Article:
An Ornament to the City
Old Mobile Ironwork

John S. Sledge
Photography by Sheila Hagler

The first illustrated, narrative history of the decorative ironwork of Mobile, Alabama


"With a storyteller's sure sense of drama, John Sledge brings to life the history of Mobile's ornamental ironwork. He writes with felicity, using contemporary sources and the backdrop of local history and the ironworking industry to enrich his architectural commentary, with rewarding results."
—Alice Bowsher, author of Alabama Architecture: Looking at Building and Place

"This celebration of the ironwork that graces the city of Mobile is a fine addition to the shelf of books on 19th century cast-iron architecture in America. Well-researched and engagingly written, the book documents how Mobile, like other southern port cities, began to use iron as a building material as early as the 1820s. In Mobile, iron was most frequently employed for lacy balconies and gorgeous verandahs, where one could find a cool breeze, as well as for elegant fences. Besides "iron lace," one could also find cast iron fountains, park benches, and statuary. A fine ironfront building, which stands today, was erected in 1860. As was the case in most other American cities, iron architecture fell out of favor after the 1880s and was often sold off as scrap in the 20th century. Urban renewal programs following World War II cost Mobile even more of its iron lace heritage. However, preservation efforts took hold in the 1970s and Mobile was able to preserve a portion of its ironwork and to restore it lovingly. Historic preservationists and especially fanciers of cast iron will welcome this appreciation of the ironwork of Mobile. The careful account by historian and preservationist John Sledge, richly illustrated, with many contemporary photographs by Sheila Hagler, reminds us of what was lost—but also what was saved."
—Carol Gayle, author of Cast-Iron Architecture in America: The Significance of James Bogardus

More / Hide

The "iron lace" that graces the businesses, homes, squares, and cemeteries of Mobile, Alabama, is as vital a part of that southern port city as it is of New Orleans, Charleston, and Savannah. Until now, its story has never been fully told. In this attractive volume, John S. Sledge's rich narrative, combined with evocative historic images and Sheila Hagler's stunning contemporary photographs, eloquently conveys as never before how ornamental cast iron defines Mobile's heart and soul.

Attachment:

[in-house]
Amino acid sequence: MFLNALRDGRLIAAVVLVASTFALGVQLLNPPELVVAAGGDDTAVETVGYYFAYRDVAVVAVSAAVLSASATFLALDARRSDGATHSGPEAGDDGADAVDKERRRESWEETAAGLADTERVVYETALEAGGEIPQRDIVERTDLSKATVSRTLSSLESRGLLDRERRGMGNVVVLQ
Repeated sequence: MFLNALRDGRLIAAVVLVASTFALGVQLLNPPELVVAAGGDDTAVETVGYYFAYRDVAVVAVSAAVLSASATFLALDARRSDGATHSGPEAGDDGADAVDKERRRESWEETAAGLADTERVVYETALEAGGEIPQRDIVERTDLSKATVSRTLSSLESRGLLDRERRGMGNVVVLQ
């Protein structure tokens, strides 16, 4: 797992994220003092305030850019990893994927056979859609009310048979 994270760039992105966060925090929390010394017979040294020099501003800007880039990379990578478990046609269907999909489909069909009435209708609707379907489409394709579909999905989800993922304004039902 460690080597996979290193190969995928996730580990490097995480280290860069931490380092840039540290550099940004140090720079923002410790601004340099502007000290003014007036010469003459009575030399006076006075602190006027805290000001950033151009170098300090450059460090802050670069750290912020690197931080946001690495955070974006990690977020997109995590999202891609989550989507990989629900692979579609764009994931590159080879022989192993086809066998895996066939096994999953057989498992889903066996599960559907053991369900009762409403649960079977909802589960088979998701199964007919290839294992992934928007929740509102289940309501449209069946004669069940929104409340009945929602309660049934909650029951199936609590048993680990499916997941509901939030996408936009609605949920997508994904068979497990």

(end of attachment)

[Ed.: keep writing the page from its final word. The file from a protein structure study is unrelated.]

Cast iron was the wonder of the Victorian age, according to Sledge. In Mobile, the material's diverse applications were on display in hulking locomotives and boilers, flamboyant fountains, imposing fences, and endless other forms and structures. The city's ornate iron balconies, dozens of which still remain, elicited the greatest wonder, then as now. Local publications have long extolled Mobile's enchanting ironwork. Only now, however, has the subject been situated within national trends in design, industry, and consumer tastes. It is a colorful saga featuring rawboned iron founders, artisan slaves, hustling salesmen, conniving architects, willful plunderers, romantic artists, and dedicated preservationists.

Drawing on rare surviving business records and other archival sources, Sledge skillfully reconstructs how the local iron industry developed and then fiercely competed with big northern foundries. As a working preservationist, Sledge pays particular attention to how many of Mobile's most splendid ornamental iron pieces have weathered hard times, natural disasters, and misguided development to remain a delight for tourists and residents alike. Hagler's beautiful photographs provide a powerful and sometimes moody visual accompaniment to this fascinating tale.

Page count: 128 pp.
Trim size: 11 x 11


List price: $38.95

buy button
View Shopping Cart

John S. Sledge is an architectural historian for the Mobile Historic Development Commission and Book Editor for the Mobile Register. Sheila Hagler is a professional photographer living in Grand Bay, Alabama. Sledge and Hagler previously collaborated on Cities of Silence, an illustrated study of Mobile's historic cemeteries.